Northwest Arkansas Times from Fayetteville, Arkansas on August 28, 1974 · Page 12
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August 28, 1974

Northwest Arkansas Times from Fayetteville, Arkansas · Page 12

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Fayetteville, Arkansas
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Wednesday, August 28, 1974
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Page 12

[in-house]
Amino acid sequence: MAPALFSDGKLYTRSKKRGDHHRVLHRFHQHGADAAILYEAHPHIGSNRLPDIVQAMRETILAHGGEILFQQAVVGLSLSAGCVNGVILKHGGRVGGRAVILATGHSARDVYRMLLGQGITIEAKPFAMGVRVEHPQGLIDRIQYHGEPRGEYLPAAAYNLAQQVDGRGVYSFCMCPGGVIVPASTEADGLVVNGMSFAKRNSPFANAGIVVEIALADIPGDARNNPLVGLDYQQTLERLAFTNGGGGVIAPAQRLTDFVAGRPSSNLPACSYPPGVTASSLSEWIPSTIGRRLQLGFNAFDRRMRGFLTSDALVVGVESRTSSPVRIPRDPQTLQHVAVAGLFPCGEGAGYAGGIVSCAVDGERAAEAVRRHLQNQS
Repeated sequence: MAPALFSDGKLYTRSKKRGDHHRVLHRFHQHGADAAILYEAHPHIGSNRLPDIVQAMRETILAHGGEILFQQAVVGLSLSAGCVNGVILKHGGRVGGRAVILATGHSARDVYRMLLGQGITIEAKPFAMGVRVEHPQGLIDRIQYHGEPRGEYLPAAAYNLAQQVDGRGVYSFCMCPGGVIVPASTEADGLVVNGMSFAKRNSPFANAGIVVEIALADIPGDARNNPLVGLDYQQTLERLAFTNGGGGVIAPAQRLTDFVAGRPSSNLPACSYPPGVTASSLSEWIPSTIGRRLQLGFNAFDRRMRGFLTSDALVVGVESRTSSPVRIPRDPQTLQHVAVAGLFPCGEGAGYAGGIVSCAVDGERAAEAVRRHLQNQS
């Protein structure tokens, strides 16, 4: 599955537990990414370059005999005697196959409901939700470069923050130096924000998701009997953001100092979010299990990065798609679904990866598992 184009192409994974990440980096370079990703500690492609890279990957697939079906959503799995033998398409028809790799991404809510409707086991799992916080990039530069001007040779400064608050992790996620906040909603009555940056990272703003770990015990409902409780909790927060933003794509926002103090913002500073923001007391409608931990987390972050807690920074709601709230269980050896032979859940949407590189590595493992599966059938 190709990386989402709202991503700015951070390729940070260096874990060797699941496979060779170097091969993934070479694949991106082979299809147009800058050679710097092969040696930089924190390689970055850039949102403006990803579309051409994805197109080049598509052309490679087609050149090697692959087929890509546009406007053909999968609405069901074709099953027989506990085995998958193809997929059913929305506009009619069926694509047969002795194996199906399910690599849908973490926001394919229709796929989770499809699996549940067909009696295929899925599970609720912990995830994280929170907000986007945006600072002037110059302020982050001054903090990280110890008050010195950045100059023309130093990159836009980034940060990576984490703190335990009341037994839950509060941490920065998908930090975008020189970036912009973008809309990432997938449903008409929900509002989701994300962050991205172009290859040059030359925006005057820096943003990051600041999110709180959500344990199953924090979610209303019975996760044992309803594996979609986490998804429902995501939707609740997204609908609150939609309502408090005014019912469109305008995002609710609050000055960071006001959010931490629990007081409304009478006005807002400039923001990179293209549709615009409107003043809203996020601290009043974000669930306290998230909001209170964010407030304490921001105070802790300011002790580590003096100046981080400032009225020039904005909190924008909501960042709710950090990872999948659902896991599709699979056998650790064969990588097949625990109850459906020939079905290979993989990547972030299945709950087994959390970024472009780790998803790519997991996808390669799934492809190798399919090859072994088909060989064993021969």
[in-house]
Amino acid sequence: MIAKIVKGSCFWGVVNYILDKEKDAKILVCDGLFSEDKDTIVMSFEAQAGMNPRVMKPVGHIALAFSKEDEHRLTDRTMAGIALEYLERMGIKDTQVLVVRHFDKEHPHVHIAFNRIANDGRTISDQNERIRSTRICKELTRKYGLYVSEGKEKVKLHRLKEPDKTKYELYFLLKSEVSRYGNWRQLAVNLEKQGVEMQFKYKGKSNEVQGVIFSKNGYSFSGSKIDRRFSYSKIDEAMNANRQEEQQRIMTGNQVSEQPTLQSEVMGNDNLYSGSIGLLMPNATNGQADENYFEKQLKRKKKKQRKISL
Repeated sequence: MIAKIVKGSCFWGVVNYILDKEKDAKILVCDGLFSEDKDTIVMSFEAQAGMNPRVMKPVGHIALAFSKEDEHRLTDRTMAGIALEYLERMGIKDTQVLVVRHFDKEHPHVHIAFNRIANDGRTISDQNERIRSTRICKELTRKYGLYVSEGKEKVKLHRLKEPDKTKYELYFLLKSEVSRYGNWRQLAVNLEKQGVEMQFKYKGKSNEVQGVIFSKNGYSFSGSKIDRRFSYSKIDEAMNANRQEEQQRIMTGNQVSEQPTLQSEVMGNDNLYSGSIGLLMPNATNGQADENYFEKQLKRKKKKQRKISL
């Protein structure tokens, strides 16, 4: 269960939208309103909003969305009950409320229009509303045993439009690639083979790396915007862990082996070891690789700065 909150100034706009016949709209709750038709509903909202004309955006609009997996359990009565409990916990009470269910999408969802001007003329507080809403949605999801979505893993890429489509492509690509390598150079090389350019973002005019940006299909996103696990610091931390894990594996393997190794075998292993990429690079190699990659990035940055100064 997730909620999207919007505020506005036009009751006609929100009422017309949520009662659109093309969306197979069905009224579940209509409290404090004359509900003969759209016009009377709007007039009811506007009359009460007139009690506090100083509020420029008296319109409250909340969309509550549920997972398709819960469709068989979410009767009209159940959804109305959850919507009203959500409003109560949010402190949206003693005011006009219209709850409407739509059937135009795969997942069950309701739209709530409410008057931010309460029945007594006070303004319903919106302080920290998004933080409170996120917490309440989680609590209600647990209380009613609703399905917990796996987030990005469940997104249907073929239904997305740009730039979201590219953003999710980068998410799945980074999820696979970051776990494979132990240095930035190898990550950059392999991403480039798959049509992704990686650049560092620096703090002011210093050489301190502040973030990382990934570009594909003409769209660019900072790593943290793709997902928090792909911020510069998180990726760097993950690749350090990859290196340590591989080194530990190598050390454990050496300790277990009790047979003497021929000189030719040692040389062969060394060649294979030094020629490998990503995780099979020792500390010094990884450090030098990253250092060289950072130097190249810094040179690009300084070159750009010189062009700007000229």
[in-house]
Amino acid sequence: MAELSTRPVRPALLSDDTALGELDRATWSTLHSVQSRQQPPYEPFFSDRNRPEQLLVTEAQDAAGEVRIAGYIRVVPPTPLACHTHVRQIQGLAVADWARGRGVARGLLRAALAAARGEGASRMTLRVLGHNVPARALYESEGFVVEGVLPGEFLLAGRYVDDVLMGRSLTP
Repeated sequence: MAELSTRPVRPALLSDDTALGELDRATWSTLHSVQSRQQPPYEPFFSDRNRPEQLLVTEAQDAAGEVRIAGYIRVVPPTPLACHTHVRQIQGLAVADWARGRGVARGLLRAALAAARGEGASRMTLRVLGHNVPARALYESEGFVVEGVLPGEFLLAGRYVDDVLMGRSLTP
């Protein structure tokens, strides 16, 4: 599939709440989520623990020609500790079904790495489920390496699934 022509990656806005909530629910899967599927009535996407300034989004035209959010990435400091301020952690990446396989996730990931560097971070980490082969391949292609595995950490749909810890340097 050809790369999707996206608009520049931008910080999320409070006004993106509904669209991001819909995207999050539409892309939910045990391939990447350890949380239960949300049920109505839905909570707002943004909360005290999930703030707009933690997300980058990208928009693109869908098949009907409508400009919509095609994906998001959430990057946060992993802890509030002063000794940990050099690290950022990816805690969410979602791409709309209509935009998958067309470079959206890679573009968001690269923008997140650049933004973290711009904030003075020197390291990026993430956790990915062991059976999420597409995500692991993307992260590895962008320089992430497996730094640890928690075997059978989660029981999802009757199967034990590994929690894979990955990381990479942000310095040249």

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· Northwest Arkansas TIMES, Wee)., Aug. 28, 1974 FAYITTEVILLE, ARKANSAS Under New Federal Law Rockefellers To Receive Free Housing By RICHARD J. MAI.OY TIMES Washington Bureau WASHINGTON -- Here is a roundup of news items gathered in thp ration's capital by our Washington Bureau. VEEP HOUSE -- Nelson Rockefeller, one of the nation's richest men, will be the first vice president to get free housing from the taxpayers. After nearly two centuries, Congress finally got around this year to approving legislation providing government housing In the past, the nation's mirroor two man hnd to pay for housing out of his own pocket. Congress provided in the new legislation that a handsome old mansion on the grounds of the Naval Observatory, about five miles from the White House, would be the vice president's official residence. It had been occupied by the chief of naval operations, but he moved oul when the new law went into effect. Earlier this summer when he was slill vice president, Gerald R. Ford and his family began preparing to move from their home in the suburbs to the new vcep residence. But Richard M Nixon abruptly quit the presi riency under pressure, and the Ford family moved into the White House. It will he several months b e f o r e Congress confirms Rockefeller and he is sworn h as vice president. He alreads has a residence here, and hi future plans are unknown, bu it seems likely he and hi family will ! 3e the first officia occupants of the new vcej quarters. VACATION -- Relieved.of th burden of conducting a presi dentiai impeachment trial, Con gress decided to give itself two-week vacation which is no\ underway. But a spot-check showed lha most of the lawmakers will no be resting up during the con gressional recess. Instead they will be hac home in their, states and con gressional districts, campaign ing hard for re-election. A House members and one thir of the senators must face tl voters at the polls this fall. The resignation of Richar Nixon and the succession Gerald R. Ford to the pres dency has dramatically chang ed tbe political situation. Pre dictions of heavy Republica losses are being revised ntn that Nixon has been remove as a GOP political albatross. Thus checks with bot Republican and Democrat congressmen showed they wi c busy wooing voters at county! iirs, rallies and fund-raising ,'enls during the congressional eeess. . WATER QUALITY -- The nvironmenlal P r o t e c t i o n jjcncy had good news arid bad ews about the quality of the ation's waterways in a new eport. The good news was that the rst national inventory of water uality showed there is less oliform bacteria and oxygen cmanding organic materials i. ic nation's waterways. They Insects Hurling Stale Farm Crops LITTLE ROCK (AP -- Tn- ect problems are increasing in lost crops in Arkansas, ac- orcling to the Arkansas Coop rative Extension Service. The agency said in its weekly eport that crops advancet loser to maturity and t h a t and preparation began for the all planted grains a n d cooler eason grasses. The report also said lha' rops in most areas of the state could use some rain. . Here is a report on (he status of .various crops: COTTON -- The crop was in air to good condition and th 'ruiling rate was good. The ac .ivity of bolKvorms and weevil ncreased. Bolls were openin_ n the early planted fields. Pro ductipn is expected to be 1101 mal in most areas. RICE -- Tlie crop conclilip; remained good. Heading contii: lied in rice fields and some hai vest continued on early var ties. Yields were reported to b good to excellent and the qual ty of the rice was good. SOYBEANS -- Remained i fair to good condition., Yiel prospects were variable. Earl varieties were ncaring barvcs Later varieties needed rain. In sect and disease problems wei m i n i m a l . CORN -- Corning was in fa: to good condition and nearin maturity. FRUIT and VEGETABLE -- Watermelon harvest contii ued with melons general! being small. Grape harvest b gan. Late tomatoes continue to progress. O k r a ha i m p r o v e d since recen rains. Harvesting of peas wa in progress. e two major water pollutants. The bad news was that levels nitrogen and phosphorus, hich cause svaterway eutro- icalion, are rising.- EPA checked 22 major U.S. atcrways in its survey. BURGLARIES -- Crooks arc Bering clear of Post Offices ese days. · , The U.S. Postal Service cporlcd that during the fiscal ear which ended last month, ostal burglary losses fell below 00,000 for the first time in decade. The dramatic drop in postal urglaries was laid to stepped p enforcement efforts by deval agents. KILLER TORNADOES -- The ational Weather Service says 974 is shaping up as the worst iar in history for killer torna- oes. So far,-this year there have ecn more strong, killer lornn- oes than ever before. By the nd of July, a total of 725 lorna- oes had been reported, but 105 'ere super storms which auscd deaths. During all of last year, there ·ere only 34 killer tornadoes. VETERANS BONUS -- So far i states have passed laws roviding a state bonus to Viet- am War veterans. Amounts of the bonus range ro'm a high of $1.600 in North Dakota to a low of $100 in Illi- lois. For a veteran to qualify for me of these bonuses, most ;talcs require lhat he had lived there from six months to one 'car before entering the ser- 'ice. INFLATION NOTE -- The U.S. Commerce Department, which keeps tabs on the price of new homes being sold, has ssued a new report showing TOW inflation is causing home prices to skyrocket. . During the.second quarter of this year, the average sales 3rice of all new one-family lomes actually sold was a whopping $38,700, according to the report. This is a jump of nearly 10 per cent since this time last year. Completes Training .ORLANDO, Fla. -- Navy Airman Recruit Gary M. Brown, son of Mr. and Mrs. Glen M. Brown of Route 4, Rogers, graduated recently from t h e Naval Training Center at Orlando, Fia. He is scheduled to attend Aviation Electrician's Mate School at Memphis, Tenn. Advice You Can Bank On Choose a place to put your money as soon as you're settled on campus. You will want a nanV that Is friendly--like the one back home. Our friendliness means you are an individual, not just another student. Don't rely on our modern building, or even ourfriendly greeting when you choose. Ask some of the students who have been here, a while, and when they tell you "First National is best for your money" you can bank on it! Call 521-TIME FDIC DOWNTOWN - UNIVERSITY DJCKSON · EVELYN HILLS · WEST FORK SUMMER WE WILL BE OPEN ALL DAY LABOR DAY! Drive Out and Save! WE GIVE DOUBLE SH GREEN STAMPS EVERY WEDNESDAY Corn King Canned HAM 3-Ib. Can 3 USDA Choice Blade Cut CHUCK ROAST Lb, 49 USDA Choic* POT ROAST U. 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This week's winners will be: First $20 Bill First 2 - 5 1 0 Bills First 3 - $5 Bills First 15-$1 Bills No Purchase Necessary We also have a large selection of these items as seen in Family Weekly! --AYDS CANDIES--LITTLE FRISKIES CAT FOOD-WEST FORK Prices In This Ad Effective Thru Sept. 3 WAREHOUSE MARKET Turn West on Highway 170 at West Fork, Arkans-as Open 8 a.m. to 8 p.m. Monday thru Saturday Open 9 to 7 Sunday California LETTUCE,,29' Thompson Seedless WHITE GRAPES California Fancy TOMATOES .Lb. 39* No. 1 10 Lbs. RED POTATOES 69 Jonathan APPLES .....: ....3 Lbs. for 59' Yellow Spanish ONIONS , Lb.